Harper's Weekly - March 11, 1865
"BEFORE PETERSBURG—ISSUING RATIONS OF WHISKY AND QUININE"
Those of you interested in Civil War medicine - as I am - will be happy to learn of a recent article by my good friend, Guy Hasegawa, Pharm. D., "Quinine substitutes in the Confederate Army" in the current issue of Military Medicine (June 2007, Vol. 172, No. 6, pp. 650-5).
If you regularly read this blog or my "Medical Department" column in The Civil War News, you will remember that Guy (firstname.lastname@example.org) is an expert on Civil War medicine, having published previously on pharmacy in the war, medical cadets, the Confederate medical laboratories, and other interesting topics. His writing - besides being interesting and new - is always marked by relentless research, especially on primary material in archives.
As seen in the abstract (below) for his most current article, Guy's research centered on the substitutes for quinine (derived from the bark of the South American cinchona tree and used to combat malaria) that were suggested and/or used (with unequal success) as the Confederacy faced a shortage of quinine itself during the Civil War:
"During the Civil War, the unreliable supply and high cost of quinine forced the Confederate Army to use alternative treatments for malaria. Many quinine substitutes were mentioned in the literature of the time, but relatively few were advocated by Confederate officials and even fewer are described in surviving records. Medical supply officers often issued substitute remedies when quinine was requisitioned. Most alternative treatments were made from indigenous plants such as dogwood, willow (a constituent of which gave rise to aspirin), and tulip tree. High hopes were held for Georgia bark, which was thought to be closely related to cinchona, from which quinine was derived. Documentation of the effectiveness of quinine substitutes is scanty but is most plentiful for the external application of turpentine. The quinine substitutes were generally considered useful but not as effective as quinine. The Confederate Surgeon General's Office was active in seeking out and supplying troops with quinine substitutes. "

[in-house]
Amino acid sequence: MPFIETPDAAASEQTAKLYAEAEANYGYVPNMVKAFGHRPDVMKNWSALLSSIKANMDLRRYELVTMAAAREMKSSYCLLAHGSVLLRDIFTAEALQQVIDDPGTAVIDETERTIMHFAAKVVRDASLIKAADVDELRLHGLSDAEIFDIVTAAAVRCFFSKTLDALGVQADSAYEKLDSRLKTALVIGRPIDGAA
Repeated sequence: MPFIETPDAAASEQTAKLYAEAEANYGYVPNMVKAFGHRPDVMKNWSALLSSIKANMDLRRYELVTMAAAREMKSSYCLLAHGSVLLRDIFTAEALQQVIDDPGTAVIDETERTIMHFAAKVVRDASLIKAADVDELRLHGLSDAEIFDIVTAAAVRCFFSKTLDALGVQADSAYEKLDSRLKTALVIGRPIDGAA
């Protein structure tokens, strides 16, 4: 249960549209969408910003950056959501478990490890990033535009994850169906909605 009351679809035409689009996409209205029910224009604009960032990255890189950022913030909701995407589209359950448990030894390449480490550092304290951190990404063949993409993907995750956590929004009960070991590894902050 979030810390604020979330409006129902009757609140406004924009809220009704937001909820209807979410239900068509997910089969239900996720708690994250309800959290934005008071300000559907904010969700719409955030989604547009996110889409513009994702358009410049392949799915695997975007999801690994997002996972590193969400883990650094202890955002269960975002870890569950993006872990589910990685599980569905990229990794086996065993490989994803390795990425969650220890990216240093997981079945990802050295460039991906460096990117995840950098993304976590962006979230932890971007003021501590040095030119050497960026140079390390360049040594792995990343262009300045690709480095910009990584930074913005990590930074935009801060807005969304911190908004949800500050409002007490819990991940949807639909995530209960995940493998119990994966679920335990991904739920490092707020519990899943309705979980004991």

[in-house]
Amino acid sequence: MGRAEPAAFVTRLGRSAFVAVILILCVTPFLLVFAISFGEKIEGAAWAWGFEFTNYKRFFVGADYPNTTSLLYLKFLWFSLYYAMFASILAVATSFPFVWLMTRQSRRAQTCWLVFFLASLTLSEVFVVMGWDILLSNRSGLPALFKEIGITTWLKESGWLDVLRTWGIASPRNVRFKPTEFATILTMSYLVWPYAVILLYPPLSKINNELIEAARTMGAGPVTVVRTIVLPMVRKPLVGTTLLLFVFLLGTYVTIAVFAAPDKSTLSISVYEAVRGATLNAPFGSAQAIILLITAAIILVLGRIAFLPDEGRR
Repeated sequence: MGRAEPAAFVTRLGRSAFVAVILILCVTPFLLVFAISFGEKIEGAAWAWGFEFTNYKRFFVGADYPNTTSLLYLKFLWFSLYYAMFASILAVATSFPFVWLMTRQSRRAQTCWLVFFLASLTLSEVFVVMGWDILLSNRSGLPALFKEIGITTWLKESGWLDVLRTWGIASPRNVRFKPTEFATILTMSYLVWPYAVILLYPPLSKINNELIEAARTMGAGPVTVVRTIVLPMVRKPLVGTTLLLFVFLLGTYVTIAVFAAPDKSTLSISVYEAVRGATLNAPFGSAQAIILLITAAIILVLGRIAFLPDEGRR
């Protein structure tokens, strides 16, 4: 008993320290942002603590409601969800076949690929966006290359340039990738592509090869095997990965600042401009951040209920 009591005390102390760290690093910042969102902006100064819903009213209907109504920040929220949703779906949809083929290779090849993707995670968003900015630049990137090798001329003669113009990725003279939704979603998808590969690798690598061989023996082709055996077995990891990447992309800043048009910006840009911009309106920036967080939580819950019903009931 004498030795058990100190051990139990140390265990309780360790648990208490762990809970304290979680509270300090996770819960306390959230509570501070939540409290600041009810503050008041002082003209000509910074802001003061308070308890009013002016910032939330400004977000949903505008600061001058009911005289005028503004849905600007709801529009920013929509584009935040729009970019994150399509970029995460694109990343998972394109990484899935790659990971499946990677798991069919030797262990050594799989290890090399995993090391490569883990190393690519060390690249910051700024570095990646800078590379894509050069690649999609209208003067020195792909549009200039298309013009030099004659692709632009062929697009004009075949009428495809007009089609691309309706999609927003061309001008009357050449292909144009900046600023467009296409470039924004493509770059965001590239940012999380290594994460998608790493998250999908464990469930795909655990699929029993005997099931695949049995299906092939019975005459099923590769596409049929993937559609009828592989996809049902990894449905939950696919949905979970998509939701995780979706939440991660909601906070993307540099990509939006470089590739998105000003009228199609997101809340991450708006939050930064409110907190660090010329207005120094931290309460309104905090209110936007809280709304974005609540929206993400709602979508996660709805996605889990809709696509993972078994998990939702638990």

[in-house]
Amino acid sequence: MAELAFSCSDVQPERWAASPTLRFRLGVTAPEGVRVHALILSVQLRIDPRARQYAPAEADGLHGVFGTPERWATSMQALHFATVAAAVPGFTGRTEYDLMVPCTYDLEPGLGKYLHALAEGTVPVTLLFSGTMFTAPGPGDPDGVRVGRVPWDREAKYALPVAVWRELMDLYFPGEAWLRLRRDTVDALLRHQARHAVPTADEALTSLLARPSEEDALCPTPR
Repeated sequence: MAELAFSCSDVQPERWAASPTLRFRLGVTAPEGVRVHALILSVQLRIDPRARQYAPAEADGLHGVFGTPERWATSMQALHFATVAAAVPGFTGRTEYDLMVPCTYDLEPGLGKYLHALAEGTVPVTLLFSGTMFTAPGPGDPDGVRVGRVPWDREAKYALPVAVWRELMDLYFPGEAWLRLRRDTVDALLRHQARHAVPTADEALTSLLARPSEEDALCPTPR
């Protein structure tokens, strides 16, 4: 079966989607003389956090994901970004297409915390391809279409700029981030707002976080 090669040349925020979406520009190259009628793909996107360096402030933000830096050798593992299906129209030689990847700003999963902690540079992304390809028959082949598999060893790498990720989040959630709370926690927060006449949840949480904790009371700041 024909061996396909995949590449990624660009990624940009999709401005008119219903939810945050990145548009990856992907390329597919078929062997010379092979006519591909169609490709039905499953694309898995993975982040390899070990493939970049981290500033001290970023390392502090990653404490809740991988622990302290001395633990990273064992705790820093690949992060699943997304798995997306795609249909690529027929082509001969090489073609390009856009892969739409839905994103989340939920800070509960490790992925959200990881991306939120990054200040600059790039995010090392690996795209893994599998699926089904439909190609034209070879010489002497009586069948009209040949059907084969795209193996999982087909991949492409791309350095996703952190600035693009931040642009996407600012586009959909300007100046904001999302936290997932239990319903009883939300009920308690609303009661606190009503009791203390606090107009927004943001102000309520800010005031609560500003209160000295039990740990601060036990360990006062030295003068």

Guy has been kind enough to answer some questions to dig deeper into the article, including:
A) What prompted him to pursue this line of research?
B) What is the difference between "intermittent,""periodic," and "malarial" fevers? Were the terms used interchangeably as far as diagnosis and/or treatment? Could he also comment on the differences between preventing/curing malaria and treating its symptoms? (For example, I was intrigued by a line in his article: "Soldiers w/ malaria were to report ~45 mins before thir chills were expected…"…were the onset of symptoms really that predictable?)
C) How does his research build on what has been written on this subject before? Previous works seem to "celebrate" Porcher's compilation, but don't seem to look closer at whether any of his recommendations were actually used.D) Guy refers to "ruses in labeling" that resulted in mix-ups…were these accidental on the part of smugglers or purposeful on the part of Northerners, or both?
E) I asked Guy to contrast the quinine situation in the Confederacy w/ that in the North…were there ever shortages? Substitutions due to shortages or price increases? What was the base of quinine supply in the North…imports? Was the supply of South American cinchona ever threatended or interrupted?
F) What was his most interesting research find? What was the most challenging aspect of delving into the Record Groups at NARA? In our first interview a few years back, Guy commented on learning how to use NARA…does he have any more tips to pass along?
Look for my interview with Guy in the August or September issue of The Civil War News. I'll post the column here on the blog shortly after it appears in print.